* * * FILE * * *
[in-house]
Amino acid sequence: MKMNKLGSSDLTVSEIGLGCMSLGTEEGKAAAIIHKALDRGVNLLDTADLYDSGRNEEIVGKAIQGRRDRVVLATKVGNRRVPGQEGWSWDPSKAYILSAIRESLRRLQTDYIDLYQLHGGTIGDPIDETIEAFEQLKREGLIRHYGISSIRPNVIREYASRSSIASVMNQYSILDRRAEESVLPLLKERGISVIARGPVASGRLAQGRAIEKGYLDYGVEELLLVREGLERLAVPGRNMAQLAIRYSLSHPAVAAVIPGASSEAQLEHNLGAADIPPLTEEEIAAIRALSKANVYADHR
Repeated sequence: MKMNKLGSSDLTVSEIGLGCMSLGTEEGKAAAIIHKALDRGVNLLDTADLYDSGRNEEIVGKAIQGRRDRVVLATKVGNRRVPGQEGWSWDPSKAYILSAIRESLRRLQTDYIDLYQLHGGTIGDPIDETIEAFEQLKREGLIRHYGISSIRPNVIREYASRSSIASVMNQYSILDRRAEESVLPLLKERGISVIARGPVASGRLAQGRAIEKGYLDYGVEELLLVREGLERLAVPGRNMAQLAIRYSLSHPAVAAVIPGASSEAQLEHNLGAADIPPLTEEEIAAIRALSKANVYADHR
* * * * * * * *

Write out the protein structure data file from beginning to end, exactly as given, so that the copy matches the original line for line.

[in-house]
Amino acid sequence: MKMNKLGSSDLTVSEIGLGCMSLGTEEGKAAAIIHKALDRGVNLLDTADLYDSGRNEEIVGKAIQGRRDRVVLATKVGNRRVPGQEGWSWDPSKAYILSAIRESLRRLQTDYIDLYQLHGGTIGDPIDETIEAFEQLKREGLIRHYGISSIRPNVIREYASRSSIASVMNQYSILDRRAEESVLPLLKERGISVIARGPVASGRLAQGRAIEKGYLDYGVEELLLVREGLERLAVPGRNMAQLAIRYSLSHPAVAAVIPGASSEAQLEHNLGAADIPPLTEEEIAAIRALSKANVYADHR
Repeated sequence: MKMNKLGSSDLTVSEIGLGCMSLGTEEGKAAAIIHKALDRGVNLLDTADLYDSGRNEEIVGKAIQGRRDRVVLATKVGNRRVPGQEGWSWDPSKAYILSAIRESLRRLQTDYIDLYQLHGGTIGDPIDETIEAFEQLKREGLIRHYGISSIRPNVIREYASRSSIASVMNQYSILDRRAEESVLPLLKERGISVIARGPVASGRLAQGRAIEKGYLDYGVEELLLVREGLERLAVPGRNMAQLAIRYSLSHPAVAAVIPGASSEAQLEHNLGAADIPPLTEEEIAAIRALSKANVYADHR